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Yad Vashem The Jerusalem of Lithuania: The Story of the Jewish Community of Vilna

The Interwar Period

Cultural Life

YIVO (Yidisher Visnshaftlekher Institut) – The Yiddish Scientific Institute

YIVO employees before and during the war. Bottom left: The ruins of the YIVO building in Vilna after the warYIVO employees before and during the war.
Bottom left: The ruins of the YIVO building in Vilna after the war

The YIVO building in Vilna before the warThe YIVO building in Vilna before the war
Vilna, Poland, crowds during the laying of the cornerstone of the YIVO building, October 1929Vilna, Poland, crowds during the laying of the cornerstone of the YIVO building, October 1929
A lecture given by Prof. Hersch Liebman from Geneva, Switzerland, in the lecture hall of the YIVO building in Vilna during a seminar on democracy, September - October 1937A lecture given by Prof. Hersch Liebman from Geneva, Switzerland, in the lecture hall of the YIVO building in Vilna during a seminar on democracy, September - October 1937

Jewish science and culture organizations operated in Vilna, including the "Kultur Liga" (Culture League), the Philology Organization, and organizations for  Historiography and Ethnography (Folklore and Music) founded by Shloyme Zanvl Rappoport (known by his penname, S. Ansky). In 1925, YIVO – the institute for research into Yiddish history, culture, economy, psychology and education – was founded. Among YIVO's activists were the historian Simon Dubnow and Eliyahu Golomb. The institute published a scientific journal and academic works – among them history and folklore publications, and monographs on Socialism and the Jewish media – held world conferences, and ran a circle of researchers. Private archives, such as that of Esther-Rachel Kaminski, were donated to the institute and the institute began to form a museum of the history of Yiddish theatre.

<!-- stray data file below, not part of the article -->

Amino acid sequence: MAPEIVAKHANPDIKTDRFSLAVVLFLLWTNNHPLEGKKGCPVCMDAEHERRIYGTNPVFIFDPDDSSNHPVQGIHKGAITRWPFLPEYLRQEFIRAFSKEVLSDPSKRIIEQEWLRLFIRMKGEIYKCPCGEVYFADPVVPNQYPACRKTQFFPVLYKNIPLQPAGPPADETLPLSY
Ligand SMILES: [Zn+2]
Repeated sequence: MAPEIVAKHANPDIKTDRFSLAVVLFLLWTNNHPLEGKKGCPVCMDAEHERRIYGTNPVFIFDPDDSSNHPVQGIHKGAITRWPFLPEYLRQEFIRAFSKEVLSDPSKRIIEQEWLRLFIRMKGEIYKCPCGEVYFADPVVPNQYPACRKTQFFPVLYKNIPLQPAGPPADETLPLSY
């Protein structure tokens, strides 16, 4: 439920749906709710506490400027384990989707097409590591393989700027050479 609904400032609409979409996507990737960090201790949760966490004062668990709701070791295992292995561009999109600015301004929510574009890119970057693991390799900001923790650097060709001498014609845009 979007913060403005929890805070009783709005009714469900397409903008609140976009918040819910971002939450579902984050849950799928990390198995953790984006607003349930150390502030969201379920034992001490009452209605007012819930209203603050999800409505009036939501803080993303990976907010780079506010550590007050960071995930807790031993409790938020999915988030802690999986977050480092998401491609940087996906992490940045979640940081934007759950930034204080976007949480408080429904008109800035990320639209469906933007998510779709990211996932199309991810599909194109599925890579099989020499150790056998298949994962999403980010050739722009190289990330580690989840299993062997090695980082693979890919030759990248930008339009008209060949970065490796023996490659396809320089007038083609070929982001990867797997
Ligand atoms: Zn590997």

YIVO published volumes in its series of books Archives, among them Articles On the Economy, Articles On Psychology and Pedagogy, a study dedicated to the Czernowitz Yiddish Language Conference of 1908, and Simon Dubnow's publication, The History of Hassidism (1931).

Researchers at YIVO collated a huge amount of material on the lives of Jews in the Diaspora, and in particular, of Yiddish speakers. The institute presented itself as non-partisan, and thus won the support of many Zionists. Writers, historians, editors and artists from across Europe, the US, Argentina and Eretz Israel attended YIVO's world congress in 1935. Albert Einstein, Zigmund Freud and others sent greetings. During the institute's existence, it held an exhibition of Jewish artists in Poland, with the participation of Marc Chagall.

By the beginning of WWII, the YIVO library had collected some 100,000 volumes and over 100,000 titles, including journals, documents, etc. Some of the material was lost during the Holocaust. Some was transferred by the occupying German forces to Germany, and after the war to the branch in New York, which became the new YIVO centre in 1940.

The exhibition was made possible through the generous support of Mr. Nehemia Burgin in memory of his dear and beloved parents, Holocaust survivors Zlata (Zehava) Burgin and Yehiel Burgin of blessed memory.